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If not nuclear, then what?

September 23, 2011

London: Last night I was at the Japanese Embassy on Piccadilly for an interesting seminar on climate and energy in post-crisis Japan. I say ‘interesting’, and it was, but this is very much despite it falling foul of my two biggest conference irritations: the 5-member panel was made up entirely of men; and it had speakers whose oratory style consisted of mumbling their power point slides word by dreary word… Nevertheless, the talks about how Japan and the UK will make the move to a decarbonised, secure and affordable energy system raised some interesting points. Japan is having to entirely rethink its plans for the next 20 years and beyond, because nuclear, which was supposed to be producing more than half of the country’s supply by 2030 (compared to 26% pre-Fukushima), with 14 new atomic stations planned, is now off the cards, and nobody knows whether it will be on them again. Meanwhile, Japan still wants to fulfil its commitment to reducing its emissions by 30% – something that from the one day to the next, from 10-11 March, became an entirely different and more uncertain task.

Perhaps the most encouraging note to come out of the talks was the fact that despite a very hot sticky summer, during which 43 out of 54 nuclear stations were out of use, with a corresponding slump in power production, Japan did not suffer a crushing powerdown. In fact, domestic and business efficiency measures rocketed. A general awareness of energy use was fostered with a social responsibility towards saving the nation’s electricity resource. And all in a matter of weeks.

For me, the most interesting talk – if not the best delivered – was by a guy from Mitsubishi, called Naoki Iwabuchi, who has been involved in managing the company’s global power generation facilities – a not insubstantial 3.6 GW in total (more than the entire production of Scotland, for example) of mostly thermal generation. Mitsubishi aims to produce 20% of its power from renewables over the next couple of decades. What got my attention, though, was the number of problems this huge wealthy corporation was having in meeting this modest aim. Iwabuchi listed at least four major wind projects they were likely to abandon in the coming months, because of mid-project changes to planning permissions or lack of transparency over allocations (renewable projects typically require far more land than thermal); reduction in assured feed-in tariff terms or uncertain market variability on green certificates (the vast upfront capital and time required for data collection (on things like wind speed) and construction for renewable plants coupled with  less certain supply means investment becomes risky without government assured tariffs); being told they have to pay for grid additions (to allow it to accept unstable power) and even new back-up stations. And these were all projects in Europe; the Japanese company won’t touch Japan, where things are apparently even harder. It was quite a revealing talk. Meanwhile, fossil fuels are still being subsidised by governments and received more assistance in their formative years than renewables are now. I almost felt sorry for the guy.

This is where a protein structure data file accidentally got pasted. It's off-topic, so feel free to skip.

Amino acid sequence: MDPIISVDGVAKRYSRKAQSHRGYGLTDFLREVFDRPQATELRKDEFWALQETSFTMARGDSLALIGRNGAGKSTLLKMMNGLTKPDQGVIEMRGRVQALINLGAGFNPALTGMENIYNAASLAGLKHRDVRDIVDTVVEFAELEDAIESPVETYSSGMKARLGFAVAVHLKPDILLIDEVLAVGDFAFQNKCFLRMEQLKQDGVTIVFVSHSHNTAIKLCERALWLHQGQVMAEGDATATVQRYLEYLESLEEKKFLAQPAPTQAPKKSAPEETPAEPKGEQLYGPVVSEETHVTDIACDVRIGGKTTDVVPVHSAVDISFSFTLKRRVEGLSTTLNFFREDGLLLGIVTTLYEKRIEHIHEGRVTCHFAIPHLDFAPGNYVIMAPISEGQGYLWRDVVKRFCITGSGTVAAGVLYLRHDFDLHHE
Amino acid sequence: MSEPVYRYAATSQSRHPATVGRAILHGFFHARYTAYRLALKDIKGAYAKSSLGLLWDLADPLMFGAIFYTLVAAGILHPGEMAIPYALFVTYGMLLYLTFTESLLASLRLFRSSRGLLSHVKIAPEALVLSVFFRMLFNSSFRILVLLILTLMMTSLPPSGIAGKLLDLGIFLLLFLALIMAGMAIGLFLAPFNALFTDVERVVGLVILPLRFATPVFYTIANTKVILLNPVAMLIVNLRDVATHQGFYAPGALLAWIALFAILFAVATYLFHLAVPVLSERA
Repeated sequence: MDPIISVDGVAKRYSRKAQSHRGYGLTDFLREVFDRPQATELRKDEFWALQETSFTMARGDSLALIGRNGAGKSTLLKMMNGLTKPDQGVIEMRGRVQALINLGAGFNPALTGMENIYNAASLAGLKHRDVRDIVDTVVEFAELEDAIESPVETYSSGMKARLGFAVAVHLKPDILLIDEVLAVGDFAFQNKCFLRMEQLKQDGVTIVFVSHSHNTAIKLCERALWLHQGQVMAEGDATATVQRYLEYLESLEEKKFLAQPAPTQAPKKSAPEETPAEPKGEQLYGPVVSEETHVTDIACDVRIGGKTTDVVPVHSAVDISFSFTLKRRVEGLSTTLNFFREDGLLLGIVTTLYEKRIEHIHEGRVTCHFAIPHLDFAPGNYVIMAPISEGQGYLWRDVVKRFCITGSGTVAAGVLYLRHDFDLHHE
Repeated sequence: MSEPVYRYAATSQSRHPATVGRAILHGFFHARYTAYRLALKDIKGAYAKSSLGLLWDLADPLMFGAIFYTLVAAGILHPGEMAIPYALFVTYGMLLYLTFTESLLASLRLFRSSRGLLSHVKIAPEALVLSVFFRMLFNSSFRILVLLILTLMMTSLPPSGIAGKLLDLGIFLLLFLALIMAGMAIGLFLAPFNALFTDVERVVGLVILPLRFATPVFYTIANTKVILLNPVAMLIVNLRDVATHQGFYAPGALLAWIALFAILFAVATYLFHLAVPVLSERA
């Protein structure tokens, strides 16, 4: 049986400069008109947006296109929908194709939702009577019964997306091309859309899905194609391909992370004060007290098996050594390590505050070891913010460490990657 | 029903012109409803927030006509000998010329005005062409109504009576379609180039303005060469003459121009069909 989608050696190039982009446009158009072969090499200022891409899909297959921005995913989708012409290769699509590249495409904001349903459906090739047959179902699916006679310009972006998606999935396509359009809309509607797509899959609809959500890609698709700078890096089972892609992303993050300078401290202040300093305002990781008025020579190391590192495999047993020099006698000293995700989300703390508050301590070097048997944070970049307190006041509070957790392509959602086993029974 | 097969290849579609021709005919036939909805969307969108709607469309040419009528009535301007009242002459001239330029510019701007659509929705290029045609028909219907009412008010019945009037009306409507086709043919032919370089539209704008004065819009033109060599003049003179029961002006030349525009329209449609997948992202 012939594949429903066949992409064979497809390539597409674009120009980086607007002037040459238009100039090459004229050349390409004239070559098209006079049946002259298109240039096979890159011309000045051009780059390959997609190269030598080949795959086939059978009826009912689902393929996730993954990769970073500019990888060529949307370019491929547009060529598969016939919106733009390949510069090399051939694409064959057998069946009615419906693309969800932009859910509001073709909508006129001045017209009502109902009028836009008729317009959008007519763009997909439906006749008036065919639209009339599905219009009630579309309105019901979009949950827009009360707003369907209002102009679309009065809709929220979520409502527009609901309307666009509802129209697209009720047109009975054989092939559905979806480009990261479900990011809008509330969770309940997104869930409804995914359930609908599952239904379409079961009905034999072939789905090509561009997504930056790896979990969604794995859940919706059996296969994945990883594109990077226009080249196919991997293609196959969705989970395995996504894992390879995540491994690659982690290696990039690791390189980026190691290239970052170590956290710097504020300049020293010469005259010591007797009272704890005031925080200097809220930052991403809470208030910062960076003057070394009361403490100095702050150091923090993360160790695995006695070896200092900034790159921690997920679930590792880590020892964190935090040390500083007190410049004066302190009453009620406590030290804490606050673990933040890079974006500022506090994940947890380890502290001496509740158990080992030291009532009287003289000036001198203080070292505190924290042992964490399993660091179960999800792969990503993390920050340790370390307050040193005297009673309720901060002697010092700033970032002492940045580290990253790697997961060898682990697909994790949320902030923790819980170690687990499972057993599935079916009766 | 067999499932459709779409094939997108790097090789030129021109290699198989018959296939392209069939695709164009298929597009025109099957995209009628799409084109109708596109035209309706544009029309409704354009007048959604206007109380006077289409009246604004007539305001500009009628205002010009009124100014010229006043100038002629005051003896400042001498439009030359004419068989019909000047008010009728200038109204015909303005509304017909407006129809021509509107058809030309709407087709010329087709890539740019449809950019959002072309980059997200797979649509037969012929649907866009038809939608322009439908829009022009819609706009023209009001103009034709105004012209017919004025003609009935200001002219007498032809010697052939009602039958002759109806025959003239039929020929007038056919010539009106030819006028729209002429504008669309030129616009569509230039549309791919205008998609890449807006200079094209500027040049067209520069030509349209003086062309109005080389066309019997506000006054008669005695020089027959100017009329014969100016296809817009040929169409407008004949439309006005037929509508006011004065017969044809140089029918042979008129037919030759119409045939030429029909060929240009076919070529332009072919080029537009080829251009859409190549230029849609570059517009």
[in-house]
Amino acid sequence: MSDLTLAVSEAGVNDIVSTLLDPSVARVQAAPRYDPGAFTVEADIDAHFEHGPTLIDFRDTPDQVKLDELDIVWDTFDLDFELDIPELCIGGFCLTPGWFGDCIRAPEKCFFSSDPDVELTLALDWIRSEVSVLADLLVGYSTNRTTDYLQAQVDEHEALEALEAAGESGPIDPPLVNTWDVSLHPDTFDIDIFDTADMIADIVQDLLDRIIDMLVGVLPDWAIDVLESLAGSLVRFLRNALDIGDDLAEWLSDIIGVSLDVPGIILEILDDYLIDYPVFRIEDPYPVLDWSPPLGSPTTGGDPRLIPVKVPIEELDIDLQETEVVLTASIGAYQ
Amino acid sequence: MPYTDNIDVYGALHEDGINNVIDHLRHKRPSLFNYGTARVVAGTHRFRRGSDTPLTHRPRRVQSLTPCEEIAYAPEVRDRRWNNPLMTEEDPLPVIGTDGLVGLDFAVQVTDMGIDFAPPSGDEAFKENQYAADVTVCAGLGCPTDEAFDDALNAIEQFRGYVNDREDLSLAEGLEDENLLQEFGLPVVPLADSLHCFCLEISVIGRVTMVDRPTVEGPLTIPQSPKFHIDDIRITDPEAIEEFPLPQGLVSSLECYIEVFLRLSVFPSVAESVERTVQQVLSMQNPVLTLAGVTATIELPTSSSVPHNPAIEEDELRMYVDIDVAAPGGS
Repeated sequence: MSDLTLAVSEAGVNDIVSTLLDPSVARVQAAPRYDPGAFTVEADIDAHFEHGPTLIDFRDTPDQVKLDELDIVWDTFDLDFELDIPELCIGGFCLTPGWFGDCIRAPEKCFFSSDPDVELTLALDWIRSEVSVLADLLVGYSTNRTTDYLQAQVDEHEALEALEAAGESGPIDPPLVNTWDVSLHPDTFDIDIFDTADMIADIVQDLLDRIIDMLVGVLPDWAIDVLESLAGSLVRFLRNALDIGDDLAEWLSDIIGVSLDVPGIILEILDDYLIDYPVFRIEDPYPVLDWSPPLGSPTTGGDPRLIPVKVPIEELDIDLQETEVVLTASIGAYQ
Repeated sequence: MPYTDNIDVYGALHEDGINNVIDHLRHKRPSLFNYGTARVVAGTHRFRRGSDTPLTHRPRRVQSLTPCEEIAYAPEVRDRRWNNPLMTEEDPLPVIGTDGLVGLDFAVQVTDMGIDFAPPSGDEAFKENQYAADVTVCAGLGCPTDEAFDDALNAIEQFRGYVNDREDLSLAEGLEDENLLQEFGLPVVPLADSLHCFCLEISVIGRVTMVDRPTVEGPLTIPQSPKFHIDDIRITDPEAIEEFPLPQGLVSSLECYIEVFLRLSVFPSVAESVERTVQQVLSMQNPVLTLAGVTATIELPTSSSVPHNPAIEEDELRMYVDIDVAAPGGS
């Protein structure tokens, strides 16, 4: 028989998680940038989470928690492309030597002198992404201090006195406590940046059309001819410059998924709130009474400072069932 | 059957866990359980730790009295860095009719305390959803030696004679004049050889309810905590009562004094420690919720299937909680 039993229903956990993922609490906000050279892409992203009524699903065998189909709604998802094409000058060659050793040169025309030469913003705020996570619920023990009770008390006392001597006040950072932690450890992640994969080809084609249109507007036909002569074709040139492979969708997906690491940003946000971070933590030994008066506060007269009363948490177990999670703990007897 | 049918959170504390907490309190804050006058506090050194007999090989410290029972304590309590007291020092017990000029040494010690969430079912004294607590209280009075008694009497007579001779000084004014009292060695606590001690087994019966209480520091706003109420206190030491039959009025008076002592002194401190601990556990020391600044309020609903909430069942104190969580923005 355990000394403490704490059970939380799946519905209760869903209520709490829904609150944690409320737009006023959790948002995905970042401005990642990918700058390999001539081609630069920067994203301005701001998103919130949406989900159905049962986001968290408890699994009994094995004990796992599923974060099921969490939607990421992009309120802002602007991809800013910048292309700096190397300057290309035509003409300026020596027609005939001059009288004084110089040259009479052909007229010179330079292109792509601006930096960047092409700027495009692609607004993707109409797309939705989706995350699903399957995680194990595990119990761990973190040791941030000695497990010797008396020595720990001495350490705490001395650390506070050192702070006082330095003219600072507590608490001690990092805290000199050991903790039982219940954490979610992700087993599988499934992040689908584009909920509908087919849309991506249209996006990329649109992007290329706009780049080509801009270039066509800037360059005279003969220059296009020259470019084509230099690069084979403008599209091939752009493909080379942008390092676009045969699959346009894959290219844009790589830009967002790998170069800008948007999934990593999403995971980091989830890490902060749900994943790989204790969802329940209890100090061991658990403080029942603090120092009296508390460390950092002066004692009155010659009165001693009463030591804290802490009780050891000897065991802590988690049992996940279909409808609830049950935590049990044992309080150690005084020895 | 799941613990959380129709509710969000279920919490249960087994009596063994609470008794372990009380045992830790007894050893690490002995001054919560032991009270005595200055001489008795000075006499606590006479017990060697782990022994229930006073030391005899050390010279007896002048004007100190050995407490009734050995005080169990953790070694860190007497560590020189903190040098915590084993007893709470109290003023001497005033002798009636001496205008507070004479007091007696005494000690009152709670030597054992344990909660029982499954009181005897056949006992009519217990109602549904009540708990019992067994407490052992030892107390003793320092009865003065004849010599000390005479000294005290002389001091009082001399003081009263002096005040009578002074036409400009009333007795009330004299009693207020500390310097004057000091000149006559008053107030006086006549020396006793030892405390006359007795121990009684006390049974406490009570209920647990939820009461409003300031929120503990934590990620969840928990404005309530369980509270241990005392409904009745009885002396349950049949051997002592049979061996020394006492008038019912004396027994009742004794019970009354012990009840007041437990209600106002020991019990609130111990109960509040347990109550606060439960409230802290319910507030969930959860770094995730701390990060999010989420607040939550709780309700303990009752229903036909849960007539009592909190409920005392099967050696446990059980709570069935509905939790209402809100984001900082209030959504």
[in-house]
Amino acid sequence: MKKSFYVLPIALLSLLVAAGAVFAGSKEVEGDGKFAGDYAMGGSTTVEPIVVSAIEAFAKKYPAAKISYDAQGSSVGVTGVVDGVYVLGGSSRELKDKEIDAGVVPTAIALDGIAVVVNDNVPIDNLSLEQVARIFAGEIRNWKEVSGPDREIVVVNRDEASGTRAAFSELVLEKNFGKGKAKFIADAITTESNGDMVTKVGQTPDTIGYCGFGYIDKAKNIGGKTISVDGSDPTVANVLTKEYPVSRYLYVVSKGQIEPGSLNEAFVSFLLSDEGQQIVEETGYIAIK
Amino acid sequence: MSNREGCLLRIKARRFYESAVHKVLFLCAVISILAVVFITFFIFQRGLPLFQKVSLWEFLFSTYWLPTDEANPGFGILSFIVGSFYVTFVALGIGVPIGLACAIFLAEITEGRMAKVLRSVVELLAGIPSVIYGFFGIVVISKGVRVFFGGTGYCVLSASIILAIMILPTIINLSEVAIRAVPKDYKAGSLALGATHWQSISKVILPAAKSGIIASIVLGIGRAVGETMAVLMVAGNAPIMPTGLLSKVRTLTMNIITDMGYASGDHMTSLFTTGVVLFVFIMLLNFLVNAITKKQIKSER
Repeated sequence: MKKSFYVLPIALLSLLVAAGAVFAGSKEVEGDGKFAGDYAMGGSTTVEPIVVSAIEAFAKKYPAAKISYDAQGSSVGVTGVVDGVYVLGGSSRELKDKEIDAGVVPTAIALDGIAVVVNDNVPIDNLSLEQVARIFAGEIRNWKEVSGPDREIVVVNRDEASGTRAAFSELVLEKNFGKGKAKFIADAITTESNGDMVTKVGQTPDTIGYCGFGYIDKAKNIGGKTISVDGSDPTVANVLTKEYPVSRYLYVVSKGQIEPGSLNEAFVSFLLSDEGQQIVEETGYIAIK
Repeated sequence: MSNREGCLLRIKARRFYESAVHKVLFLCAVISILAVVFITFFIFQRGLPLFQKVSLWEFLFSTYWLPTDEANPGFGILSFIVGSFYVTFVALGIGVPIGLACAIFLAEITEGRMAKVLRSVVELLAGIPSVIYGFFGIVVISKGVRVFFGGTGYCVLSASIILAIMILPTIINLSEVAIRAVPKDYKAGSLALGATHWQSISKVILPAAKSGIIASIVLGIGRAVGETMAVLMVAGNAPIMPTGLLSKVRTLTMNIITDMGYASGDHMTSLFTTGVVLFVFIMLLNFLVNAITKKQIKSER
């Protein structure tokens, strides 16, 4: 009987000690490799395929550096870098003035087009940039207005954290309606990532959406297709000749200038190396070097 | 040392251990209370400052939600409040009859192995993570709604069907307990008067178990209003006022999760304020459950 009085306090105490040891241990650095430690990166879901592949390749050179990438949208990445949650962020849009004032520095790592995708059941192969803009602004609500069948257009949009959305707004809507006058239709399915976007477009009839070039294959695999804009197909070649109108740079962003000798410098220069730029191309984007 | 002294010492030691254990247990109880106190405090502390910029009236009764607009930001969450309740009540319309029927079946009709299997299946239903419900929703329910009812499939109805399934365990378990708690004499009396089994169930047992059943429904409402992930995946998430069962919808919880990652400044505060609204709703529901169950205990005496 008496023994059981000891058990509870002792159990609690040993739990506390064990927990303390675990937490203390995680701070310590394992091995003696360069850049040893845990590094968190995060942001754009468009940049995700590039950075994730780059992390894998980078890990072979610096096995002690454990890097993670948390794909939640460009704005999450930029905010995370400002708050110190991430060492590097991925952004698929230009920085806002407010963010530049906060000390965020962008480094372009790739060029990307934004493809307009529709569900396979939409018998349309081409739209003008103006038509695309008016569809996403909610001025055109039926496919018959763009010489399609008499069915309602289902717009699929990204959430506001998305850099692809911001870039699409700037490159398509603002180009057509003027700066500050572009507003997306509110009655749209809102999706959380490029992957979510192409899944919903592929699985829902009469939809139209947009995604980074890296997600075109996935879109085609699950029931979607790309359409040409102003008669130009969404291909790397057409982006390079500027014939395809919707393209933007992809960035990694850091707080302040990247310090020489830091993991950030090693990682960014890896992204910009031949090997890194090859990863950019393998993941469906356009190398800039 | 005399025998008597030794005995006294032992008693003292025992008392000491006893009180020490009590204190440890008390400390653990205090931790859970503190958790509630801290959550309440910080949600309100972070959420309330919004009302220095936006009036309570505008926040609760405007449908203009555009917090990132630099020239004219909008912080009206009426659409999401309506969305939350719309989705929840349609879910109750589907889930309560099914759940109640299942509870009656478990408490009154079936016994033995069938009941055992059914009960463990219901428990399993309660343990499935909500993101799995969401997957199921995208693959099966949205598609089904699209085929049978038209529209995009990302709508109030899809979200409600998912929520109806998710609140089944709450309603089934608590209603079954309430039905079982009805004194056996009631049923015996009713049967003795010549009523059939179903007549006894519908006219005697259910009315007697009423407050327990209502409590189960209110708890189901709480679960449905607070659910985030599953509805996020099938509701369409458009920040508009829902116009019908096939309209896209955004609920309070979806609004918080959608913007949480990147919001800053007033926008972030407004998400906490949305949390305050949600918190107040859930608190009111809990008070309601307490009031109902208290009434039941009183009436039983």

I don’t see Britain renationalising its power companies any time soon, which means governments have got to get behind renewables in a consistent, longterm way to support investment – in the same way that we bend over backwards to help oil, coal and gas.

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